That is a big question that cannot be easily answered in a paragraph or two. Quakerism is not the same as Christianity, so the concept of being saved or not is not a focus of our spirituality. Quakerism is built on the concept of the light of God in every person. As a Quaker, it is each person’s job to seek that light and a personal relationship with God. Since everyone is different, their road to the light within will differ.

I try not to post personal details online, but I will say that I live west of Philadelphia about 45 minutes outside the city.


Thanks Dr. I’m from between Scranton and BInghamton, NY.

I have many questions I’d like to ask, but it would probably all go straight into the weeds.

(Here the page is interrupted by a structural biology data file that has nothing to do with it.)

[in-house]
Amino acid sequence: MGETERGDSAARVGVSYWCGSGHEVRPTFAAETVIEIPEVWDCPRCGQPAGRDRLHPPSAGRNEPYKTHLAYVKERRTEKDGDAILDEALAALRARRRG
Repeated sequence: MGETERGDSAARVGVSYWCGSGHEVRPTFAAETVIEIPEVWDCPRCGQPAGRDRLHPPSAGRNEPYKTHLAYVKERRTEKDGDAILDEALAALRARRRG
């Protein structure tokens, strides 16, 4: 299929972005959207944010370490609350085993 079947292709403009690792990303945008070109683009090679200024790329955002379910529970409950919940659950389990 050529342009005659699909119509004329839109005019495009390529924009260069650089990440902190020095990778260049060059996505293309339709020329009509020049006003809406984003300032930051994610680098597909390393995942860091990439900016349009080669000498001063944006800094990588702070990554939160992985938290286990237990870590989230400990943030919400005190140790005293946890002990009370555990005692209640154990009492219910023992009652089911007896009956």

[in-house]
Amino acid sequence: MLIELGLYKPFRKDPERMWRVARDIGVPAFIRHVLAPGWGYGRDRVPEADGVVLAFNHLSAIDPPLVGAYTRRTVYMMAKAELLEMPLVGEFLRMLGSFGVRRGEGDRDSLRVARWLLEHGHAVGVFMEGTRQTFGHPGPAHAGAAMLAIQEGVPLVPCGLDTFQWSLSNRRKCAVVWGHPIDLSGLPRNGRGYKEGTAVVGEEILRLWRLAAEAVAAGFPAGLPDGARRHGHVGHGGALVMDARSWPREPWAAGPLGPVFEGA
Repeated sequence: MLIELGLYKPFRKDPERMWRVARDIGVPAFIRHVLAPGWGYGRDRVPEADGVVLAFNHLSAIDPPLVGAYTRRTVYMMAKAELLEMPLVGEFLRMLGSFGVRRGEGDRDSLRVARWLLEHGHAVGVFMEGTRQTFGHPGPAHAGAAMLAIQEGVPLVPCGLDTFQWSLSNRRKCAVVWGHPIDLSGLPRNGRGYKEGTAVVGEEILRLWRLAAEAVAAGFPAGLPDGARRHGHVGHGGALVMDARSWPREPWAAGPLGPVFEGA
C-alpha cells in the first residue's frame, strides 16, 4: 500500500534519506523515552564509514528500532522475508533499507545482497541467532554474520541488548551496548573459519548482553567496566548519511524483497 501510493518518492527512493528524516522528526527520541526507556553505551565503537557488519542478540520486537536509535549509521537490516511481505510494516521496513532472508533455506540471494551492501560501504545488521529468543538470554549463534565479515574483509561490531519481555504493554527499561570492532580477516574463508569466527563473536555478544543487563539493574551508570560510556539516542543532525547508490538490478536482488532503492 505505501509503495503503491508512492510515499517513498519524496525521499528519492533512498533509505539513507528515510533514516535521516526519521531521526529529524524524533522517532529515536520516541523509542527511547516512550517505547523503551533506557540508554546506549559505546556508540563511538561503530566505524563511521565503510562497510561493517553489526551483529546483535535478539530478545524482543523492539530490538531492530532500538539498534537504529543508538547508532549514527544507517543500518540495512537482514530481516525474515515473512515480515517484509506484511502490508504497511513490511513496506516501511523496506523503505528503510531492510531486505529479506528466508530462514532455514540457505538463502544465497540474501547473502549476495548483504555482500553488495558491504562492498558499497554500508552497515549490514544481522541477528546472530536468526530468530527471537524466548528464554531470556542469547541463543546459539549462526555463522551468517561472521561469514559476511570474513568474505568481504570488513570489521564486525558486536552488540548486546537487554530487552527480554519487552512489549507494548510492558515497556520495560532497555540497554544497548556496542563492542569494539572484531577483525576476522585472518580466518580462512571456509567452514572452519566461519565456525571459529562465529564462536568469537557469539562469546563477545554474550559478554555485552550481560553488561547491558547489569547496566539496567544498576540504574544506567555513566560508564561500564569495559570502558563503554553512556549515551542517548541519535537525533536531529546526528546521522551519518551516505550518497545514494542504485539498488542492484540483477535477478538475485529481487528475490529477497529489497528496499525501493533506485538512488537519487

So instead, I’ll quote one of my favorite people C.S. Lewis:

"In the essentials, unity. In non essentials, liberty. In all things charity (love).

Once again, any comments, criticisms, flames are encouraged.


I’m a big fan of Clive myself, but that quote is actually from a guy named Marco Antonio de Dominis around about 1617.

“In necessariis unitas, in dubiis libertas, in omnibus caritas.”

Throughout the years, many people have carried on the sentiment of that quote including the Moravians, Stone-Campbell Restoration Movement, Puritans, Evangelical Presbyterians, etc.


Cool…Thank you for correcting me.